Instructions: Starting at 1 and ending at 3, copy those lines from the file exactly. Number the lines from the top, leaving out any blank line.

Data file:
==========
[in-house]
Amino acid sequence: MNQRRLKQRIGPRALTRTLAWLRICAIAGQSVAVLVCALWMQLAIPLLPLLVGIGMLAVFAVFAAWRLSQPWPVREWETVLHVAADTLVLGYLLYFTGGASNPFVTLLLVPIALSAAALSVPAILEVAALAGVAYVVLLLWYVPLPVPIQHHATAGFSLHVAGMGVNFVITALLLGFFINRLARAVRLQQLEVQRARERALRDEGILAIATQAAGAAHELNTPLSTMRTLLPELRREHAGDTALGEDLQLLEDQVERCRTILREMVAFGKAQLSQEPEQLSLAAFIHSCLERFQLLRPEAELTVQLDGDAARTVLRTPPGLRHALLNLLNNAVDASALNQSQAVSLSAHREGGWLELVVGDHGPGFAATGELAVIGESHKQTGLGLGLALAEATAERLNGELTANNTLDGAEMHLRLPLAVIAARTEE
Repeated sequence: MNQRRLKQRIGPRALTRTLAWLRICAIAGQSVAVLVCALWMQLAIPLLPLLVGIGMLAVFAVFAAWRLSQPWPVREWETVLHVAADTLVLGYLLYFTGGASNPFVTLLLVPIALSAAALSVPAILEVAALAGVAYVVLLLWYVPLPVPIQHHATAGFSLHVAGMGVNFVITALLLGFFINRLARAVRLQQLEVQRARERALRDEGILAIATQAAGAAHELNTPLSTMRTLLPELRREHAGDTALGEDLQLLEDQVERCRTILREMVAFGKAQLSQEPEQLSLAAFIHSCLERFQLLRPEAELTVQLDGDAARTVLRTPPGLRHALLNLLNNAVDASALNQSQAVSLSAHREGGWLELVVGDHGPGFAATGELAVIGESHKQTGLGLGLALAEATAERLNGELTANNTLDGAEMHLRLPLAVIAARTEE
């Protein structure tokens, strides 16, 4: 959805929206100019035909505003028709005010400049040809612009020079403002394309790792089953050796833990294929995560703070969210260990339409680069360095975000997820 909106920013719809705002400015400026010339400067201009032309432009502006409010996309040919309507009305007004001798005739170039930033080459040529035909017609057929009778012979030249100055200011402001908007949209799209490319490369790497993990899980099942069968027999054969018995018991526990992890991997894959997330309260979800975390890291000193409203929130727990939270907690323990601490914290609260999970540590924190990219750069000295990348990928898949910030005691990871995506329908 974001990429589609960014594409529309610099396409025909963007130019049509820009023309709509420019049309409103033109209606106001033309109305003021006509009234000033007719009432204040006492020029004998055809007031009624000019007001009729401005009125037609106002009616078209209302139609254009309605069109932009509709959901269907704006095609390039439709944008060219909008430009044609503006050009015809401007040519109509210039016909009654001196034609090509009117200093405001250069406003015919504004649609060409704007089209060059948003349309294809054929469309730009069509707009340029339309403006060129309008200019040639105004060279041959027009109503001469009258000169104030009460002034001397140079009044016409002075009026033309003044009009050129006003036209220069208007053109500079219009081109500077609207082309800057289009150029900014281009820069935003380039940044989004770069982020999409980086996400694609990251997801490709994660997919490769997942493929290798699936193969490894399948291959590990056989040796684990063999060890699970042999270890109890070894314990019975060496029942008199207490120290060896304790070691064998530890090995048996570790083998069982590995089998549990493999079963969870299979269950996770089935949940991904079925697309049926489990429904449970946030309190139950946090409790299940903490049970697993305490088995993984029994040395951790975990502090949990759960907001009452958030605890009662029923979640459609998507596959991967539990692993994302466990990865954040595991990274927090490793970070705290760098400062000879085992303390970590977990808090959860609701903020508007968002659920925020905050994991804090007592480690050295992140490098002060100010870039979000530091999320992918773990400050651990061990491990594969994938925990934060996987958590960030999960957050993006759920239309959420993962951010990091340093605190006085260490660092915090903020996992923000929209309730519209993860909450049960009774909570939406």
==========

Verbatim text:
[in-house]
Amino acid sequence: MNQRRLKQRIGPRALTRTLAWLRICAIAGQSVAVLVCALWMQLAIPLLPLLVGIGMLAVFAVFAAWRLSQPWPVREWETVLHVAADTLVLGYLLYFTGGASNPFVTLLLVPIALSAAALSVPAILEVAALAGVAYVVLLLWYVPLPVPIQHHATAGFSLHVAGMGVNFVITALLLGFFINRLARAVRLQQLEVQRARERALRDEGILAIATQAAGAAHELNTPLSTMRTLLPELRREHAGDTALGEDLQLLEDQVERCRTILREMVAFGKAQLSQEPEQLSLAAFIHSCLERFQLLRPEAELTVQLDGDAARTVLRTPPGLRHALLNLLNNAVDASALNQSQAVSLSAHREGGWLELVVGDHGPGFAATGELAVIGESHKQTGLGLGLALAEATAERLNGELTANNTLDGAEMHLRLPLAVIAARTEE
Repeated sequence: MNQRRLKQRIGPRALTRTLAWLRICAIAGQSVAVLVCALWMQLAIPLLPLLVGIGMLAVFAVFAAWRLSQPWPVREWETVLHVAADTLVLGYLLYFTGGASNPFVTLLLVPIALSAAALSVPAILEVAALAGVAYVVLLLWYVPLPVPIQHHATAGFSLHVAGMGVNFVITALLLGFFINRLARAVRLQQLEVQRARERALRDEGILAIATQAAGAAHELNTPLSTMRTLLPELRREHAGDTALGEDLQLLEDQVERCRTILREMVAFGKAQLSQEPEQLSLAAFIHSCLERFQLLRPEAELTVQLDGDAARTVLRTPPGLRHALLNLLNNAVDASALNQSQAVSLSAHREGGWLELVVGDHGPGFAATGELAVIGESHKQTGLGLGLALAEATAERLNGELTANNTLDGAEMHLRLPLAVIAARTEE